At Cove Point, we have an extensive conservation management plan. The site itself encompasses 1,000 acres, but nearly 90 percent of it remains pristine thanks to our environmental stewardship efforts. Nearby freshwater marshlands provide protected homes for several insects, amphibians and plants. We also use local, native plants in our landscaping so that we don't have to irrigate them.
The offshore platform is accessible from the facility through an underwater tunnel. When constructed, Cove Point worked with the environmental community to place the tunnel underwater and underground so it would reduce any impact on the Chesapeake Bay. Personnel use bicycles to travel back and forth to the offshore platform.
Dominion also is working with the environmental community to promote research and maintain endangered plants and animals in and around the property.
View the video below to learn how Dominion is restoring the largest freshwater marsh on the western shore of the Chesapeake Bay.
In addition, the Dominion Foundation, the philanthropic arm of Dominion Resources, awarded a $25,000 grant to the Coastal Conservation Association Maryland (CCA MD) to expand its oyster restoration project in the Patuxent River, not far from Cove Point. This was the largest single project grant in the 14-year history of CCA MD, a non-profit organization of 1,800-plus recreational anglers and other conservation-minded citizens. The $25,000 grant has been used to establish a spat-on-shell restoration project in two Calvert County creeks that feed into the Patuxent River.
In March, 2008, Dominion and other supporters of the Maryland Artificial Reef Initiative (MARI) christened what will be its largest project, the Dominion Reef at the Gooses, by placing oyster shell and oysters on the reef. The MARI steering committee agreed to name the reef after Dominion in recognition of the energy company's support of the project.
In addition to providing $250,000 for the reef, Dominion funded the placement of about 75 tons of shell and about 25 bushels of oysters on the reef, with the goal of providing the new ecosystem a jump start. The oysters and shell were spread over a select portion of the 80-acre, man-made reef. Later that year, Dominion had the reef seeded with juvenile oysters, called oyster spat.
This Trust has ensured the environmental preservation of a significant portion of the more than one thousand acres owned by Dominion Cove Point.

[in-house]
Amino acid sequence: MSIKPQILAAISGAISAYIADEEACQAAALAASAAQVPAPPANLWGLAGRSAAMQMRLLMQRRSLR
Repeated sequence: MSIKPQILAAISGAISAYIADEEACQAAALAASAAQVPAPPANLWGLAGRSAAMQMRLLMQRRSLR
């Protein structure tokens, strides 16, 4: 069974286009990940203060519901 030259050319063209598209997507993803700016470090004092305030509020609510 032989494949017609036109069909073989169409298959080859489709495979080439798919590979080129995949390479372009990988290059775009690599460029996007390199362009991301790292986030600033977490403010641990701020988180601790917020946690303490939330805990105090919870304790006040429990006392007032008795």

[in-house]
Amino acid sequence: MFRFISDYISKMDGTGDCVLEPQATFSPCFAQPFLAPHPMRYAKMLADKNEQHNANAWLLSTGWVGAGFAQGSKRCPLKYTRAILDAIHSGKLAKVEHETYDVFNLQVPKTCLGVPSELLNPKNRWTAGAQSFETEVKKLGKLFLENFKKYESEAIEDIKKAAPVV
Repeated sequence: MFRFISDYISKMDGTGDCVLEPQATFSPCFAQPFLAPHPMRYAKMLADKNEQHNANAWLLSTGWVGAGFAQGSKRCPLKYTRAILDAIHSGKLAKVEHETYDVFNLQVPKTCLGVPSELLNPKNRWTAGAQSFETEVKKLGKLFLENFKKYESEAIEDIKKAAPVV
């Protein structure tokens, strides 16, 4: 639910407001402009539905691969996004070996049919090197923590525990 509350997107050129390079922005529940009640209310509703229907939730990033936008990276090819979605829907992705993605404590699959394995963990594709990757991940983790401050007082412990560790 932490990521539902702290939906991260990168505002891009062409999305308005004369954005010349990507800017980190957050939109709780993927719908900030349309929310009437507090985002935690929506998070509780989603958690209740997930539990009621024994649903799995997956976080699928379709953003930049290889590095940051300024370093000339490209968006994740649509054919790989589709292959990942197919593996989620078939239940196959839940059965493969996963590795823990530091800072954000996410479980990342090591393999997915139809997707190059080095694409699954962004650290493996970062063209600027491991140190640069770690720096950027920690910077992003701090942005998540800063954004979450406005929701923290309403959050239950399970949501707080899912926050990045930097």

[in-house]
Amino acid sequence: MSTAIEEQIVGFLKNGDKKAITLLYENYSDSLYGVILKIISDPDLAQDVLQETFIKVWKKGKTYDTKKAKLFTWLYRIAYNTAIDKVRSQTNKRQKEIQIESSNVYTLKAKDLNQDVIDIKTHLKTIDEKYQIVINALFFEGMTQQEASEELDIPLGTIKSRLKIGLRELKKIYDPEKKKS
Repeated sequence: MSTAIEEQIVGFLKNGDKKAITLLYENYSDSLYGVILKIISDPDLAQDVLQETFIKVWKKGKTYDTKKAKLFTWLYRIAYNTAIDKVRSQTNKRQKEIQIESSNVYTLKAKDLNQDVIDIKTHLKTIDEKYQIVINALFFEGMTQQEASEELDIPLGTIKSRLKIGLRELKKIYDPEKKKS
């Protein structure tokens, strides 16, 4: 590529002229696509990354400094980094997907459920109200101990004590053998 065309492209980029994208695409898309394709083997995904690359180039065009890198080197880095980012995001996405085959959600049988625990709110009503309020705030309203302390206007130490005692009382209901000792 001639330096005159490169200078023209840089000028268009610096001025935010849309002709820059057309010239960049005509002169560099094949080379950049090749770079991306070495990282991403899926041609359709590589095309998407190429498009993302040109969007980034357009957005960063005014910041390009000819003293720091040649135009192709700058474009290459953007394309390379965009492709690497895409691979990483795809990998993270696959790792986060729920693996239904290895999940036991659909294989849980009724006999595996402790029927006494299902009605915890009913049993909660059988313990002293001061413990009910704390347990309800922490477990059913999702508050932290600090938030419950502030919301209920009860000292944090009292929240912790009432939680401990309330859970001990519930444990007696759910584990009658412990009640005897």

The site includes one of the premier freshwater wetlands on the East Coast. It is designed to blend in and preserve the beauty of the Chesapeake Bay.
The administration building was constructed in 2007 in accordance with standards set by Leadership in Energy and Environmental Design, a rating system for green buildings that was developed by the US Green Building Council.
The building's location was chosen to avoid impacting wetlands and to maintain open space. Its lighting avoids "Light Pollution" so that nocturnal species are undisturbed and people can see the stars.
More than 24 percent of the materials, such as bricks, windows and cement, used in this building were produced locally. Using regional producers for construction material helped support the local businesses and reduced the amount of energy that was used to transport the material. When construction was completed, more than 85 percent of the waste material was recycled rather than sent to a landfill.
To help reduce air pollution, bike racks are available, as are showers for the bike commuters. Carpooling is encouraged; prime parking spaces right near the building entrance are reserved for registered car and van pools.
To help maintain indoor air quality, this building was constructed with low-emitting paints, adhesives and carpets. The building was "flushed out" with fresh air for two weeks prior to occupancy. Now, high-efficiency filters on the air conditioning system make sure the air stays clean, and a "Green" Housekeeping Program means no toxic chemicals are used to keep the building clean. The air-conditioning system uses environmentally friendly refrigerants.
This building uses 32 percent less energy than a typical office building. Energy-saving design features include clerestory windows that bring in lots of natural light. Where artificial lighting is necessary, fluorescent tubes are used.
A highly reflective/emissive roof, highly insulated walls, and insulated glass at windows and doors reduce heat loss to the environment, and the plumbing fixtures in the restrooms use 40 percent less water than in a typical building.
Dominion is offsetting the energy this building uses by purchasing more than 550,000 kWh of wind power. That means 756,000 fewer pounds of carbon dioxide, a greenhouse gas, is emitted annually.